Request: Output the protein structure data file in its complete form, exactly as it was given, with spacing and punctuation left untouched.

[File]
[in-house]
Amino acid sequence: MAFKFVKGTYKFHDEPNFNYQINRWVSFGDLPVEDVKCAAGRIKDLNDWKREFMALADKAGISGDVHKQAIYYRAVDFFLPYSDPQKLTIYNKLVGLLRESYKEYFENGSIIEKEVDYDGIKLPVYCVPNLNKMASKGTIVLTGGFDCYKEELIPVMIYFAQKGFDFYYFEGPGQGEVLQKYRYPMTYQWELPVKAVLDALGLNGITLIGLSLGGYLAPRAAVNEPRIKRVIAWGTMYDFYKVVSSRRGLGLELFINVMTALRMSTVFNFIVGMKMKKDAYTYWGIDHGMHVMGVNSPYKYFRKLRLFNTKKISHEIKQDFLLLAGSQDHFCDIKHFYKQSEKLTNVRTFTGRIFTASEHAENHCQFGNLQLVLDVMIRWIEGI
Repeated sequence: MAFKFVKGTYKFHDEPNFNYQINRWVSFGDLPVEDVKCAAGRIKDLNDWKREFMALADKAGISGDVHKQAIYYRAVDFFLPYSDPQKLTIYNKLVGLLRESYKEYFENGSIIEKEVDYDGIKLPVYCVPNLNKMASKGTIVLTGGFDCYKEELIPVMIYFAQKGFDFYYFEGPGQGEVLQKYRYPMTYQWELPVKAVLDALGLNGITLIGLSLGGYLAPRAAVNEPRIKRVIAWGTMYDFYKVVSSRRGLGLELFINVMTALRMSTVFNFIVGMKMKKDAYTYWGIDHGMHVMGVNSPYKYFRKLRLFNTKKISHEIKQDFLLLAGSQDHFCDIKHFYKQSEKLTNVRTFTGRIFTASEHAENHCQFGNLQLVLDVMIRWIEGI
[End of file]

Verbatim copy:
[in-house]
Amino acid sequence: MAFKFVKGTYKFHDEPNFNYQINRWVSFGDLPVEDVKCAAGRIKDLNDWKREFMALADKAGISGDVHKQAIYYRAVDFFLPYSDPQKLTIYNKLVGLLRESYKEYFENGSIIEKEVDYDGIKLPVYCVPNLNKMASKGTIVLTGGFDCYKEELIPVMIYFAQKGFDFYYFEGPGQGEVLQKYRYPMTYQWELPVKAVLDALGLNGITLIGLSLGGYLAPRAAVNEPRIKRVIAWGTMYDFYKVVSSRRGLGLELFINVMTALRMSTVFNFIVGMKMKKDAYTYWGIDHGMHVMGVNSPYKYFRKLRLFNTKKISHEIKQDFLLLAGSQDHFCDIKHFYKQSEKLTNVRTFTGRIFTASEHAENHCQFGNLQLVLDVMIRWIEGI
Repeated sequence: MAFKFVKGTYKFHDEPNFNYQINRWVSFGDLPVEDVKCAAGRIKDLNDWKREFMALADKAGISGDVHKQAIYYRAVDFFLPYSDPQKLTIYNKLVGLLRESYKEYFENGSIIEKEVDYDGIKLPVYCVPNLNKMASKGTIVLTGGFDCYKEELIPVMIYFAQKGFDFYYFEGPGQGEVLQKYRYPMTYQWELPVKAVLDALGLNGITLIGLSLGGYLAPRAAVNEPRIKRVIAWGTMYDFYKVVSSRRGLGLELFINVMTALRMSTVFNFIVGMKMKKDAYTYWGIDHGMHVMGVNSPYKYFRKLRLFNTKKISHEIKQDFLLLAGSQDHFCDIKHFYKQSEKLTNVRTFTGRIFTASEHAENHCQFGNLQLVLDVMIRWIEGI